SPRINGFIELD -- The Springfield Police Department is hoping to be one of only 14 departments across the country to receive a federal grant to help solve cold cases.
Cases like that of the three missing women-- Sherrill Levitt, Stacy McCall and Suzie Streeter-- who disappeared at Levitt's home in 1992.
There were no signs of a struggle, but rather the appearance of the missing women being abducted. All their personal property was left behind including purses, money, clothing, cars, keys, cigarettes, and the family dog.
The $500,000 grant would allow the department to create a cold case review team in the hopes of solving cases like the three missing women and crimes involving homicide over the last 40 years.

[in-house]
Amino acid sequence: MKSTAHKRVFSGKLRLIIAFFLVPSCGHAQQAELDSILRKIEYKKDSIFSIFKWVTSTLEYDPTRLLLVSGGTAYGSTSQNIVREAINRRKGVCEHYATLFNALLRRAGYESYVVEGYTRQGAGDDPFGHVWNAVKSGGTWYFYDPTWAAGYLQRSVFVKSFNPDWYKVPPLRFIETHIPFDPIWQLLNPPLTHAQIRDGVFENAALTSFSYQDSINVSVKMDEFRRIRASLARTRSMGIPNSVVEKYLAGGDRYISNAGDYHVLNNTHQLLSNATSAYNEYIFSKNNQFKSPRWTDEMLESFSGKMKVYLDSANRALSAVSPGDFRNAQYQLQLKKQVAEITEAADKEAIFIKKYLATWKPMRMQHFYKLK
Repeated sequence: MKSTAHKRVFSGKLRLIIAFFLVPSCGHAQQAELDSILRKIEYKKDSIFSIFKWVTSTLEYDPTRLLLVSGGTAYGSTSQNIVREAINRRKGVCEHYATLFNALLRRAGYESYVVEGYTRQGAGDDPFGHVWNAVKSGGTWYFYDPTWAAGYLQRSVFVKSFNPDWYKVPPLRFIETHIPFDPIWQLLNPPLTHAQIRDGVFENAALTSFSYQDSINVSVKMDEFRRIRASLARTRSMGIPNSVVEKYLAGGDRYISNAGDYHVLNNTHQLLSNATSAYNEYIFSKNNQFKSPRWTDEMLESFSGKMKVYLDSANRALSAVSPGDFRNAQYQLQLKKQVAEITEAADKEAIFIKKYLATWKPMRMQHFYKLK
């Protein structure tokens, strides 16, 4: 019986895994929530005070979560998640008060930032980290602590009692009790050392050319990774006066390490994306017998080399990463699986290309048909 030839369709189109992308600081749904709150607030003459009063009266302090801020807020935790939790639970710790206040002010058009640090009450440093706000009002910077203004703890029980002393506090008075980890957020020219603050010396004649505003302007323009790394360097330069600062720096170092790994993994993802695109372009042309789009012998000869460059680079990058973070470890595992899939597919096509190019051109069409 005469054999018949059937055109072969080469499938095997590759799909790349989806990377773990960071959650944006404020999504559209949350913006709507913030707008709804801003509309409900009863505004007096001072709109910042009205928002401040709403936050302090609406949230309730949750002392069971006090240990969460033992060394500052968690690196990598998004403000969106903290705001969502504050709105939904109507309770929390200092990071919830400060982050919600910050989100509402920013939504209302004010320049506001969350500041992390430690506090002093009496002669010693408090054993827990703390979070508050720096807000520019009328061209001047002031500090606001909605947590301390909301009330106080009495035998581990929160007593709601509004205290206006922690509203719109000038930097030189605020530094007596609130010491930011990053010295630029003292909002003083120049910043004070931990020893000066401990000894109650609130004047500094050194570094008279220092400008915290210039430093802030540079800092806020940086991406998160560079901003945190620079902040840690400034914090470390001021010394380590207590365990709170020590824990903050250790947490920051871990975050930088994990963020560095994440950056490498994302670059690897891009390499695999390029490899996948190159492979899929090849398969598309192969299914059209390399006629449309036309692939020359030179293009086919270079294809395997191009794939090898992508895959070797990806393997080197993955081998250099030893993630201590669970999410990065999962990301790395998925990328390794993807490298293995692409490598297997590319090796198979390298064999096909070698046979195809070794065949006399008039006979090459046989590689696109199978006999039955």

"Since the 70s, we have about 32, not counting our missing women," said Manlove.
If the department is awarded the grant, the money would fund overtime, travel expenses, computer equipment, training, and DNA testing costs.
"Some of the private labs offer superior technology in terms of what's available in testing in DNA these days, but that does come with a price-tag, it is expensive," said Manlove.
It is expensive, said Manlove, but worth the effort.
He said it may put someone responsible for a crime behind bars, and give a grieving family a measure of closure.
"We want to get justice for those family members, for the victim obviously, and for those family members who are still with us today."